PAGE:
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HP Power Hardware

HP Shows Off Power Over Ethernet Thin Client 202

Posted by timothy
from the do-not-taunt-happy-thin-client dept.
angry tapir writes "HP has unveiled an all-in-one thin client capable of being powered by an Ethernet cable. The t410 AiO supports the Type 1 Power over Ethernet (PoE) standard, which means it is capable of drawing its power from a network connection, although it can be powered by standard AC power. It uses an ARM-based processor and has an integrated 18.5-inch monitor, and it is capable of being used for virtual desktops through Windows RDP, VMware View and Citrix ICA."
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HP Shows Off Power Over Ethernet Thin Client

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  • ...can it play Crysis?
  • Forget web browsing (Score:4, Interesting)

    by timeOday (582209) on Thursday May 10, 2012 @09:42AM (#39954183)
    Video replay (with sound) and flash apps have become such an integral part of the web that few people would be satisfied with a thin client running any of these protocols. The truism that Average Joes only run lightweight apps is no longer true.
    • by isopropanol (1936936) on Thursday May 10, 2012 @09:51AM (#39954335) Journal

      But for point of sale, front counter, and callcentre work it'll be just fine.

    • Re: (Score:2, Informative)

      by Anonymous Coward

      It supports VMware View (PCoIP) and Citrix ICA.
      Both of these natively support Flash/Video just fine (I'm playing a 720P Youtube Video in my VMware View session right now...)

      • by tom17 (659054)

        We are about to migrate to a VDI infrastructure. My team is scared, as the 'standard' terminals are the RDP-Only Wyse jobbies. But there is an option that we may get the PCoIP ones. I saw a demo and that is less scary.

        How have you found it so far? Sounds like video is OK so that's a relief...

        • by gmack (197796)

          Some of the $30 - $50 Chinese thin clients are a lot more flexible than that. Your other option is XRDP.

          • by tom17 (659054)

            No, my other option is not XRDP, my options are RDP and if I am lucky, PCoIP as stated :)

            Unfortunately, we do not get any say in such matters when it is a different department doing the rollout :(

          • by ckaminski (82854)
            links? curious, I have some interesting ideas for thin clients in home automation...
            • by gmack (197796)

              Been awhile since I've looked but tschn.com [tschn.com] will have some but you can find more on aliexpress.com if you don't mind doing a bit of hunting.

      • by timeOday (582209)
        I am interested. Does a 15W PoE client have the juice to decrypt and decompress a fullscreen, full-resolution video display? What sort of server horsepower is necessary to transcode the youtube video from the flash compression to the client/server encoding in real time?
        • Does a 15W PoE client have the juice to decrypt and decompress a fullscreen, full-resolution video display?

          How much juice does an AVC-playing phone use with the brightness turned all the way down?

          What sort of server horsepower is necessary

          There's a reason Intel is putting IGPs on its CPUs: to assist in video encoding and decoding. Remote desktop becomes not unlike OnLive.

    • by Lumpy (12016)

      I do this all the time on my HP thin clients running from a linux server. you can run flash and java natively on the thin client. at least the X86 ones.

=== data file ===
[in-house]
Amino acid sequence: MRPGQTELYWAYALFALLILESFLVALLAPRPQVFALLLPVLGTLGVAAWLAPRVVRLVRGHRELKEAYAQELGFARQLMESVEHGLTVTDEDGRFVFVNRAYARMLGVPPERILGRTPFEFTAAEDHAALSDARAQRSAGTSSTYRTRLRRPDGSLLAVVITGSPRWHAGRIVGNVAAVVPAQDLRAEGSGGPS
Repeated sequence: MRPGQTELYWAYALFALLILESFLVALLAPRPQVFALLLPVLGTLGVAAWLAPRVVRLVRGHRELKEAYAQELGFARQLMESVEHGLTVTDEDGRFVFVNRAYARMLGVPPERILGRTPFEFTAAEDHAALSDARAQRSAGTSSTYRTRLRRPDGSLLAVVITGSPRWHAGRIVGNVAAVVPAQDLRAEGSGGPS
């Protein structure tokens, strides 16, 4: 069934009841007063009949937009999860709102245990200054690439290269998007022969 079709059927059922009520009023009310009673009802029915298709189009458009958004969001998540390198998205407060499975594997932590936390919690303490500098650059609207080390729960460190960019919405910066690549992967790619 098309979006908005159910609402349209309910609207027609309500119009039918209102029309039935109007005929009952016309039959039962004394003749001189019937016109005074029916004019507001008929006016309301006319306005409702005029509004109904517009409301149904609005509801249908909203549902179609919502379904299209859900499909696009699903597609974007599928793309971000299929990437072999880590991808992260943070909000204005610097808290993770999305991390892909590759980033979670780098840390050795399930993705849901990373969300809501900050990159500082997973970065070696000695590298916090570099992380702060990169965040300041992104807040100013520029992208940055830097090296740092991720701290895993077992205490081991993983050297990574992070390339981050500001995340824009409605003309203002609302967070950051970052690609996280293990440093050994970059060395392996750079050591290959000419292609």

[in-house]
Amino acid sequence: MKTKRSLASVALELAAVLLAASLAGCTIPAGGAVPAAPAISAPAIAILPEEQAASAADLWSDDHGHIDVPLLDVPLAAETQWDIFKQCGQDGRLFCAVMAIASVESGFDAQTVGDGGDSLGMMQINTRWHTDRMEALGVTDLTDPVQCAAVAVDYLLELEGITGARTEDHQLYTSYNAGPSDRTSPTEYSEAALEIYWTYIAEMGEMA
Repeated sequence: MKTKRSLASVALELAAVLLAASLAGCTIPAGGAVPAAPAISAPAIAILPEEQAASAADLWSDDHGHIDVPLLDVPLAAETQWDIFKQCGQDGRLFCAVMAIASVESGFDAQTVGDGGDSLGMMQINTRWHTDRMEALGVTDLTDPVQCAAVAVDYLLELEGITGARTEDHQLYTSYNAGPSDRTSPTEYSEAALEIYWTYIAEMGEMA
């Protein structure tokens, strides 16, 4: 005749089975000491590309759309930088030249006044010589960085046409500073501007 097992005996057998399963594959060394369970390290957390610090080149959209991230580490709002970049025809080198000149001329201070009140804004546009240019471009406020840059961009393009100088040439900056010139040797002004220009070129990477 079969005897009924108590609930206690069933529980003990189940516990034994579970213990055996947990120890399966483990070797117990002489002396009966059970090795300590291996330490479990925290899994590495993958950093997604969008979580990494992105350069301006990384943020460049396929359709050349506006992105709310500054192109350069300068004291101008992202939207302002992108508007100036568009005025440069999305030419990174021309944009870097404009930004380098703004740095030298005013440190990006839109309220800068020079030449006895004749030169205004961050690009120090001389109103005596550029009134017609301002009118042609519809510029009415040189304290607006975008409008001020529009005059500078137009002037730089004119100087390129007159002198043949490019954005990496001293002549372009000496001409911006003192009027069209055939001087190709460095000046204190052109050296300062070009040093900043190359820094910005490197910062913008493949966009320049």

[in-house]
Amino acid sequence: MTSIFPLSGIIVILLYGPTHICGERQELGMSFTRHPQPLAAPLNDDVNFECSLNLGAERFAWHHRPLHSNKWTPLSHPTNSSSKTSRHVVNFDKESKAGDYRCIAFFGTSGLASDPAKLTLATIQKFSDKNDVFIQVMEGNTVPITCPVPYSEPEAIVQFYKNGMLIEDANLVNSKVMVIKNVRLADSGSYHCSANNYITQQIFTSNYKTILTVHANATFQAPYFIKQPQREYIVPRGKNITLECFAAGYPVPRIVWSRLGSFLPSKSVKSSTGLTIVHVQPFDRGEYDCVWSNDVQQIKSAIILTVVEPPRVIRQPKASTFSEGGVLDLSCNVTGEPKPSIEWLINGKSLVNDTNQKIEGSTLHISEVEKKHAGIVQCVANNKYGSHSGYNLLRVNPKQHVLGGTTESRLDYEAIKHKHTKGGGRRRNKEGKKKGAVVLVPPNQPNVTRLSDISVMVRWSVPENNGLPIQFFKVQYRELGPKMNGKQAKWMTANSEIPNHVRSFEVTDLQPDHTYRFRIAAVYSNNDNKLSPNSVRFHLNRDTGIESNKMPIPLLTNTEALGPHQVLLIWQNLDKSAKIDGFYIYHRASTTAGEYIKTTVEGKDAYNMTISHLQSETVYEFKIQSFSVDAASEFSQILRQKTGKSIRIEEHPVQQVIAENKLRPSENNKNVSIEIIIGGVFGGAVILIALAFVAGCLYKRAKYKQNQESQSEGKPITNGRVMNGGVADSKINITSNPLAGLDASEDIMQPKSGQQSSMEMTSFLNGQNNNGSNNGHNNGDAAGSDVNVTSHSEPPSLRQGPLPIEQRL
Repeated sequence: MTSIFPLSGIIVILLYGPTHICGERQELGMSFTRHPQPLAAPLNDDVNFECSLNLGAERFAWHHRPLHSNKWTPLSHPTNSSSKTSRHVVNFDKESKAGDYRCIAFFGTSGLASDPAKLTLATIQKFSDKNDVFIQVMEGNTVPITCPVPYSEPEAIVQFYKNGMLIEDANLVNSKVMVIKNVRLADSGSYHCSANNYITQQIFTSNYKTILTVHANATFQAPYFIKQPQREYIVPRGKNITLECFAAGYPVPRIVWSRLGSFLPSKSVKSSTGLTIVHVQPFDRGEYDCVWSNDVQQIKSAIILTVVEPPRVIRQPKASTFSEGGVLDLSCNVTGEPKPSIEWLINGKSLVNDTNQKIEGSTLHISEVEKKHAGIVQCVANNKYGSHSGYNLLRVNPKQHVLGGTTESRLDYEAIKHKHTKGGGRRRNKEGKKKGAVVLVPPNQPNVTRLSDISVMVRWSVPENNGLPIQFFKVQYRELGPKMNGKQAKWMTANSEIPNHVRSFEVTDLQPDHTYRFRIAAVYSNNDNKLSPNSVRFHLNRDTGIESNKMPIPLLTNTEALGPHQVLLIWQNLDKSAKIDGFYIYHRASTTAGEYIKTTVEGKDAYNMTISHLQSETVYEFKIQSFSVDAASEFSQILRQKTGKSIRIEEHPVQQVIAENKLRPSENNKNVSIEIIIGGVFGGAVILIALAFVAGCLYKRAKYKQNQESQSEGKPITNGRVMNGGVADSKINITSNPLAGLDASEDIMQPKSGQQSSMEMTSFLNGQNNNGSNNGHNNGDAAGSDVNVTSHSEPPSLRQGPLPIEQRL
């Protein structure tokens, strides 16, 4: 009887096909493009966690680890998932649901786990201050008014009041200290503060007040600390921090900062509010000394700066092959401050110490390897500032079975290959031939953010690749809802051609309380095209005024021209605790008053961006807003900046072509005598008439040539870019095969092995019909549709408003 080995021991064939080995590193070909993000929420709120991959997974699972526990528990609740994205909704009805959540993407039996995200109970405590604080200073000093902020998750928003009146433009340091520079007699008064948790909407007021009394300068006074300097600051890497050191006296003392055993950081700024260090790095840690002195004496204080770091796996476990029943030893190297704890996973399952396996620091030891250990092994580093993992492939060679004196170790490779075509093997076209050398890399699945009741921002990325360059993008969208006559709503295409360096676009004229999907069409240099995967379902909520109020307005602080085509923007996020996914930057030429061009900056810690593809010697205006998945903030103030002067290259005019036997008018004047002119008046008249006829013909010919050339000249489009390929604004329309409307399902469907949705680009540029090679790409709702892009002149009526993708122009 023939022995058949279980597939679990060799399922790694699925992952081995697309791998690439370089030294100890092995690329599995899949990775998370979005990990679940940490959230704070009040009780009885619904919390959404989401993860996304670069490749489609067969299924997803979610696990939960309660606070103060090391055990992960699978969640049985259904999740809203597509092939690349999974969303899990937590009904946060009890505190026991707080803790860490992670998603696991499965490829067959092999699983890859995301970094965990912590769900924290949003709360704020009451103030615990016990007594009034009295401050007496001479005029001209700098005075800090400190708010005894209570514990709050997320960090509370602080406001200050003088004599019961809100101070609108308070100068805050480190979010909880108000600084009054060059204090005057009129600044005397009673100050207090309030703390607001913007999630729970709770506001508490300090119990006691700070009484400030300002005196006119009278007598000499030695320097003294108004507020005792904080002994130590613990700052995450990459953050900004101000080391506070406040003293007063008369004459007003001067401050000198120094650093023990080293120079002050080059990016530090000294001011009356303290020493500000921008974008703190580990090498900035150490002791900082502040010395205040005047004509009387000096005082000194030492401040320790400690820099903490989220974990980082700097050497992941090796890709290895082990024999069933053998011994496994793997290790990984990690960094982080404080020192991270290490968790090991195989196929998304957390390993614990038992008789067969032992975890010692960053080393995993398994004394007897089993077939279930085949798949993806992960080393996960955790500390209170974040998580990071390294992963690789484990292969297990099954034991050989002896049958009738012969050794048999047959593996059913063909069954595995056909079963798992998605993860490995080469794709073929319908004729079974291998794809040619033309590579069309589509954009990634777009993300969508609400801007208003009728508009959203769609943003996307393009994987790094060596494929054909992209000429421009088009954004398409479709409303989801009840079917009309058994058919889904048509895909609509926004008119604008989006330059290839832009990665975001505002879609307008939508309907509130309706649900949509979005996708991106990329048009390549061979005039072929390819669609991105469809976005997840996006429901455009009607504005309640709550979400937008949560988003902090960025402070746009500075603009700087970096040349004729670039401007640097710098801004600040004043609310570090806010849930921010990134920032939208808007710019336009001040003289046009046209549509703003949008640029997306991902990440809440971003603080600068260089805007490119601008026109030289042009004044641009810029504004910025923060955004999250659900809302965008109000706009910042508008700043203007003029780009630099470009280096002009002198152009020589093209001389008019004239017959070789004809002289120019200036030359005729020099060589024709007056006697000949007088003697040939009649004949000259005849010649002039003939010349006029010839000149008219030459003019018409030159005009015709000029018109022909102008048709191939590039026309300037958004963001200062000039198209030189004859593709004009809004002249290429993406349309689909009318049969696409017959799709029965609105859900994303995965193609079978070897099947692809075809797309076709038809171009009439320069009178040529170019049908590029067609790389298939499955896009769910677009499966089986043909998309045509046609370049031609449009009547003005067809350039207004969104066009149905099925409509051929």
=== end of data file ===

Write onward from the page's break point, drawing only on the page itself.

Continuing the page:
but in a corporate environment, that is not an issue, 1000bt streams the remote session quite nicely for windows playback.

    • by Vancorps (746090)

      Don't know about your impression of modern thin clients but the XenDesktop remote supports HDX and full screen flash video playback without a problem. I even hook up USB webcams to the thin clients for video conferencing.

      Remember, this is basically just a machine that will remote desktop into a machine with much more horsepower behind it.

    • Average Joes doesn't use Thin Clients of PoE.

      • by aix tom (902140)

        s/use/buys/

        The average Joes and Janes in our shops and work floors *use* them all the time. They have no clue what that small magic black box actually is, and how it's different from their kids stuff back home, but they use it just fine. ;-)

    • by gl4ss (559668)

      people interested in that would rather really buy a 250$ netbook and a hundred bucks monitor, tape the netbook to back of the monitor and run a power cord than buy a thin client that runs over poe. it's going to be cheaper too.

  • I guess that it runs on Mana, if Ethernet can restore it to full power.

    For serious though, this is pretty cool, although I wonder how this standard holds up when under load.

  • by jimmyswimmy (749153) on Thursday May 10, 2012 @09:44AM (#39954207)

    Receptionists, POS terminals, all kinds of good uses. This is the way I set up my computers at home - good desktop, cheap laptop with RDP. I could use one. Unfortunately no idea of the price. At $200 these will sell like crazy. At $400, may as well just get a big netbook. Knowing HP, they'll sell at $450.

    • I knew you were a receptionist!
    • According to this article [itpro.co.uk] HP wants 430 USD for it. Good guess.
    • They might have a lower overall cost. Although since they're purely a thin client and not just web terminals, you might still need a bunch of far more expensive server hardware to support them.

    • The no-screen ARM thin client HP already sells is ~$200(HP t5335z list price, I assume that the rep would cut you a deal if you buy a bunch).

      Based on monitor prices, I'm assuming at least another $100 for the version with a monitor. Quite possibly $400 for a monitor that keeps within PoE energy use limits and reduces cables and loose bits to wander off....
    • by MarkGriz (520778)

      Knowing HP, they'll sell at $450.

      Just wait a few months til they drop to $99

  • Yawn (Score:5, Funny)

    by Bazman (4849) on Thursday May 10, 2012 @09:44AM (#39954209) Journal

    Wake me up when it can do power over wireless ethernet.

  • The Takeaway (Score:4, Insightful)

    by Zero__Kelvin (151819) on Thursday May 10, 2012 @09:47AM (#39954275) Homepage
    The takeaway from the article:

    ... which drops to 10/100 when using PoE, thereby making it only marginally useful for very thin applications.
    • Re:The Takeaway (Score:5, Informative)

      by LoudMusic (199347) on Thursday May 10, 2012 @09:57AM (#39954429)

      If it's a thin client doing RDP or such the speed to the thin client is negligible. I use RDP clients over 2mbit internet connections nearly everyday and it works fine - even with the increased latency. Keep in mind all the file access and disk I/O is taking place on the RDP server, not the thin client. The only data going to and from the thin client is information about how to render the video output. You could even use Photoshop effectively through this.